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“Do Not Resist an Evil Person”

Leviticus 24:17-20; Psalm 69:22-28; Matthew 5:3848

April 22, 2018 •  Download this sermon (PDF)

Dear Congregation of Christ: This morning, I start with a few quotes: (1) from the conservative National Association of Evangelicals, “Ezekiel 33 says, ‘I take no pleasure in the death of the wicked, but rather that they turn from their ways and live.’ … If someone who is wicked repents, that person’s former wickedness will not bring condemnation.” (2) from the Presbyterian Church U.S.A., “The use of the death penalty tends to brutalize the society that condones it. Capital punishment is an expression of vengeance which contradicts the justice of God on the cross.” (3) from Pope Francis, “[Capital punishment is an offence] against the inviolability of life and the dignity of the human person, which contradicts God’s plan for man and society . . . [and] does not render justice to the victims, but rather fosters vengeance.”

In our text today, “an eye for an eye” is often posited as contradictory to Jesus’ command, “Love your enemies and pray for those who persecute you.” Those who oppose capital punishment, like the churches cited above, use this passage, saying that Jesus has abrogated the “eye for an eye” law. Almost all mainline Presbyterians, Lutherans, Episcopalians and Methodists oppose the death penalty. Others use this passage to advocate pacifism: We need to disarm and refuse to go to war. Still others say Jesus is teaching passive non-resistance, even when you’re attacked.

This is how this passage is often misunderstood, and the teachings cited above do not conform with Scriptures. So this is what we will meditate upon this morning in three points: first, “An Eye for an Eye”; second, Do Not Resist all Evil?; and third, Love, Not Vengeance.

“An Eye for an Eye”

Again, Jesus introduces this passage by saying, “You have heard that it was said.” Then he quotes Leviticus 24:19–20, “If anyone injures his neighbor, as he has done it shall be done to him, fracture for fracture, eye for eye, tooth for tooth; whatever injury he has given a person shall be given to him.” This is called lex talionis or the “law of retaliation.” Talionis is a Latin word that means “a punishment equal to the injury sustained.” This law is cited in Islam’s Qur’an, and the Shiite sect practices this law literally. A person caught stealing will cost him an arm.

To the modern mind, this law seems to be cruel, vindictive and inhumane, because of gruesome images of punishment by gouging an eye and cutting off an arm. But this is far from what the Law of Moses teaches, because this law does two things. First, it provides the judge a guide for punishment that is proportional or commensurate with the crime. For example, a sentence of 10 years in prison for jaywalking or shoplifting would be excessive. It also provides for restorative penalty. If a man steals his neighbor’s cow, he must pay back two cows, restoring the one he stole. The other cow is for punitive restoration: the thief loses what his neighbor also lost. Today, we call these punitive damages.

The second thing that “an eye for an eye” judgment does is it prevents revenge or vendetta. An example of excessive revenge is when the wicked Lamech boasted, “I have killed a man for striking me,” adding that his revenge is 77 times (Gen 4:23-24). Revenge says, “Your three teeth for my one tooth,” then, “Your jaw for my three teeth.” So this law prevents the spiral of violence.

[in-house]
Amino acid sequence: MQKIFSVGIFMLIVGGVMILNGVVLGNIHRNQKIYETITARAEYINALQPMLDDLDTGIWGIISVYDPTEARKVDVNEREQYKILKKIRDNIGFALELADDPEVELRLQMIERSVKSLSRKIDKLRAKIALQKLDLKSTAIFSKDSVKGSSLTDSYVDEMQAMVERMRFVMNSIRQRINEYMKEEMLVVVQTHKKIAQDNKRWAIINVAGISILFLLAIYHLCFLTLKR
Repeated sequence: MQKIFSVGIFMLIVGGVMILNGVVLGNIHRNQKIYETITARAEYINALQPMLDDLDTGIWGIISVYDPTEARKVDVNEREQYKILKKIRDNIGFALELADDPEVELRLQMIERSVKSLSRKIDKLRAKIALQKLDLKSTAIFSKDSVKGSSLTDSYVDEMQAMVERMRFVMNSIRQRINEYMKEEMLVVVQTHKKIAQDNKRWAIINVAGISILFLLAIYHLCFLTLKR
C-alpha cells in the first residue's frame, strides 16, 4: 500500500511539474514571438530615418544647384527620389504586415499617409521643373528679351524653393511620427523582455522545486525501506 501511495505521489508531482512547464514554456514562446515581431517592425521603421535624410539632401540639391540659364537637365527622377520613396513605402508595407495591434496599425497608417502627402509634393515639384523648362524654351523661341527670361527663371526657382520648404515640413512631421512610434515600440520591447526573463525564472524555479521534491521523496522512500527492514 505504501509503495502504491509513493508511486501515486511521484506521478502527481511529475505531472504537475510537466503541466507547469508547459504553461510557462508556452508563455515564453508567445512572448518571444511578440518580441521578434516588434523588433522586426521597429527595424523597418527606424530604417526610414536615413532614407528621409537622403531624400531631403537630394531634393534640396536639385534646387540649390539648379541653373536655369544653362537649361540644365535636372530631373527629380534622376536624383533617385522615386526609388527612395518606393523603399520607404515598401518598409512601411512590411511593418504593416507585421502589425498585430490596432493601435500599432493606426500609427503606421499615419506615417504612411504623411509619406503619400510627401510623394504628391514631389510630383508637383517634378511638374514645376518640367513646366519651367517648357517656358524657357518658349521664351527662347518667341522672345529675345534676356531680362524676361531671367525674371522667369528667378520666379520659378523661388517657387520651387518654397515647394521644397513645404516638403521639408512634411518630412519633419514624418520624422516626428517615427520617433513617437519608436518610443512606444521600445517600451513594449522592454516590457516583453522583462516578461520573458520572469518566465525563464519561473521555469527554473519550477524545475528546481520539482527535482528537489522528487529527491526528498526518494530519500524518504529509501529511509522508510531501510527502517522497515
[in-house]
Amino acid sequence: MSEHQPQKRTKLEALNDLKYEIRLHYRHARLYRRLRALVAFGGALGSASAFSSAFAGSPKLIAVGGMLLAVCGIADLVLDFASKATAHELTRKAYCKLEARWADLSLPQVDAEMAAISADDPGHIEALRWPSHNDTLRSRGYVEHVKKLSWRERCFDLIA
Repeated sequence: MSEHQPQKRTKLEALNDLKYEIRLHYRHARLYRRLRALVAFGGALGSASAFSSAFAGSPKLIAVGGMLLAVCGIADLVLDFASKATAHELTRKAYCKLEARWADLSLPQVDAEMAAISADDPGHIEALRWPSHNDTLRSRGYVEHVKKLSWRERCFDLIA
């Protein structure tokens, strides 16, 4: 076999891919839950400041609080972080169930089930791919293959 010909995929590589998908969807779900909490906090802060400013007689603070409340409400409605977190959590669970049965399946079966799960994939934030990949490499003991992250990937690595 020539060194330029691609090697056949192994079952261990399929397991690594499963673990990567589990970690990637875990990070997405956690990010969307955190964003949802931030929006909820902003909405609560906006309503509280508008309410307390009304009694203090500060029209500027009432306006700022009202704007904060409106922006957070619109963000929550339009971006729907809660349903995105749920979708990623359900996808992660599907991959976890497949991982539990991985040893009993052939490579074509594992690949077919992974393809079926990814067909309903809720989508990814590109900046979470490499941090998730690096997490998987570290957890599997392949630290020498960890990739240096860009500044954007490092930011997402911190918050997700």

Therefore, this law protects both victim and criminal. It restores what the victim lost. It protects society from rampant crime. But it also protects the criminal from excessive punishment and revenge. It purges evil from society and instills the fear of the LORD (Deu 19:20-21).

This is why the Psalms, Jesus and the apostles support this law, and not only this law, but the whole Law of Moses. The law is good, just and righteous. The Law of Moses was established by God to order the civic life of his people Israel. But today, God’s people is not America, or Israel, or Europe, or any other nation. God’s nation is the church in all nations, so the church is not tasked by God to implement civil laws. The church has jurisdiction only over God’s kingdom and its laws as stated in his commandments in Scriptures.

This is the first main teaching in this passage: no excessive punishment for evildoers. But he follows it up with another teaching.

Do Not Resist All Evil?

Jesus says, “Do not resist an evil person.” Then Jesus gives a few examples. If anyone strikes you in the face, let him strike you a second time, maybe even a third, a fourth . . . If you lost $1,000 in a civil case, offer your accuser another $1,000. He tells the Jews to carry a Roman soldier’s load, not only for the required one mile, but for two miles. Does this mean that we should not offer any resistance to those who do us spiritual or physical harm? The Bible says no.

James, as well as Peter, both command Christians, “Resist the devil, and he will flee from you” (Jas 4:7; 1 Pet 5:9). We are to resist not only the devil, but the devil’s henchmen. Peter resisted Elymas the magician who opposed the preaching of the gospel, “You son of the devil, you enemy of all righteousness, full of all deceit and villainy, will you not stop making crooked the straight paths of the Lord?” (Acts 13:10). Peter did not hesitate to expose Elymas as a tool of the devil.